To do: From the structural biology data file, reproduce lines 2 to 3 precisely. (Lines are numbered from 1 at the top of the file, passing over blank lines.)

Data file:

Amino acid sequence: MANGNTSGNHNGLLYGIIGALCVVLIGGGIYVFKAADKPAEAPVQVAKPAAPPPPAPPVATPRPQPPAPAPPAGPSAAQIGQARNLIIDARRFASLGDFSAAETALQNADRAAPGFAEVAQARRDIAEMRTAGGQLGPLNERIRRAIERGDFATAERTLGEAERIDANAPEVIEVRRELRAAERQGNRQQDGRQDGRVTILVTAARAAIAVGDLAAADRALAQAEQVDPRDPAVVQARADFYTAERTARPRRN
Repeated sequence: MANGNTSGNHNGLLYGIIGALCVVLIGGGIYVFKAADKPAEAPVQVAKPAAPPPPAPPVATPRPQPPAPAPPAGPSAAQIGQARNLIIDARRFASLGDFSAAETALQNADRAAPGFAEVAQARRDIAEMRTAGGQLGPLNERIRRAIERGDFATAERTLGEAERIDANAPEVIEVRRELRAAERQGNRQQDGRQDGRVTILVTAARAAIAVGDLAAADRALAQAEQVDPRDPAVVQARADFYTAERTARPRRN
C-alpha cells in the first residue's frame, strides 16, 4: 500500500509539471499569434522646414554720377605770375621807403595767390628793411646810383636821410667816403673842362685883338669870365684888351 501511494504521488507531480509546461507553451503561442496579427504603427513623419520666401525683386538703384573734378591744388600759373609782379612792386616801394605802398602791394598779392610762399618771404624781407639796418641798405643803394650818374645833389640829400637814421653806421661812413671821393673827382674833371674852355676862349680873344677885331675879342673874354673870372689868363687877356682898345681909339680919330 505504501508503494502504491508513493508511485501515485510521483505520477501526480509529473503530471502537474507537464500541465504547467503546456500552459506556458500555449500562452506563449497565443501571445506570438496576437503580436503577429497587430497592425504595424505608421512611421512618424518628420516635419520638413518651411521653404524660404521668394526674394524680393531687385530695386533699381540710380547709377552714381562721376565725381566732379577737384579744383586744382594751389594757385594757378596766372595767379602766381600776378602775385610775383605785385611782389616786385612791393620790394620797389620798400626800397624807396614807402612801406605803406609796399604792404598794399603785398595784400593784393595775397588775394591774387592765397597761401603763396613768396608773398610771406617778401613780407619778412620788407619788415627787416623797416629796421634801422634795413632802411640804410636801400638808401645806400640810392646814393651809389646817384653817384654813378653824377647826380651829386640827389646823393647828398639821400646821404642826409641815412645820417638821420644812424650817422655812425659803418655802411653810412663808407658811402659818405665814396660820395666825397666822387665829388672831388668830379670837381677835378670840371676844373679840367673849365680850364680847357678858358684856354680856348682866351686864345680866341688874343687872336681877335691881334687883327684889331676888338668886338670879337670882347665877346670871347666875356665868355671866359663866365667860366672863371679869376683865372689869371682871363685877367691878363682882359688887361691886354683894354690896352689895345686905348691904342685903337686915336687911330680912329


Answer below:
Repeated sequence: MANGNTSGNHNGLLYGIIGALCVVLIGGGIYVFKAADKPAEAPVQVAKPAAPPPPAPPVATPRPQPPAPAPPAGPSAAQIGQARNLIIDARRFASLGDFSAAETALQNADRAAPGFAEVAQARRDIAEMRTAGGQLGPLNERIRRAIERGDFATAERTLGEAERIDANAPEVIEVRRELRAAERQGNRQQDGRQDGRVTILVTAARAAIAVGDLAAADRALAQAEQVDPRDPAVVQARADFYTAERTARPRRN
C-alpha cells in the first residue's frame, strides 16, 4: 500500500509539471499569434522646414554720377605770375621807403595767390628793411646810383636821410667816403673842362685883338669870365684888351 501511494504521488507531480509546461507553451503561442496579427504603427513623419520666401525683386538703384573734378591744388600759373609782379612792386616801394605802398602791394598779392610762399618771404624781407639796418641798405643803394650818374645833389640829400637814421653806421661812413671821393673827382674833371674852355676862349680873344677885331675879342673874354673870372689868363687877356682898345681909339680919330 505504501508503494502504491508513493508511485501515485510521483505520477501526480509529473503530471502537474507537464500541465504547467503546456500552459506556458500555449500562452506563449497565443501571445506570438496576437503580436503577429497587430497592425504595424505608421512611421512618424518628420516635419520638413518651411521653404524660404521668394526674394524680393531687385530695386533699381540710380547709377552714381562721376565725381566732379577737384579744383586744382594751389594757385594757378596766372595767379602766381600776378602775385610775383605785385611782389616786385612791393620790394620797389620798400626800397624807396614807402612801406605803406609796399604792404598794399603785398595784400593784393595775397588775394591774387592765397597761401603763396613768396608773398610771406617778401613780407619778412620788407619788415627787416623797416629796421634801422634795413632802411640804410636801400638808401645806400640810392646814393651809389646817384653817384654813378653824377647826380651829386640827389646823393647828398639821400646821404642826409641815412645820417638821420644812424650817422655812425659803418655802411653810412663808407658811402659818405665814396660820395666825397666822387665829388672831388668830379670837381677835378670840371676844373679840367673849365680850364680847357678858358684856354680856348682866351686864345680866341688874343687872336681877335691881334687883327684889331676888338668886338670879337670882347665877346670871347666875356665868355671866359663866365667860366672863371679869376683865372689869371682871363685877367691878363682882359688887361691886354683894354690896352689895345686905348691904342685903337686915336687911330680912329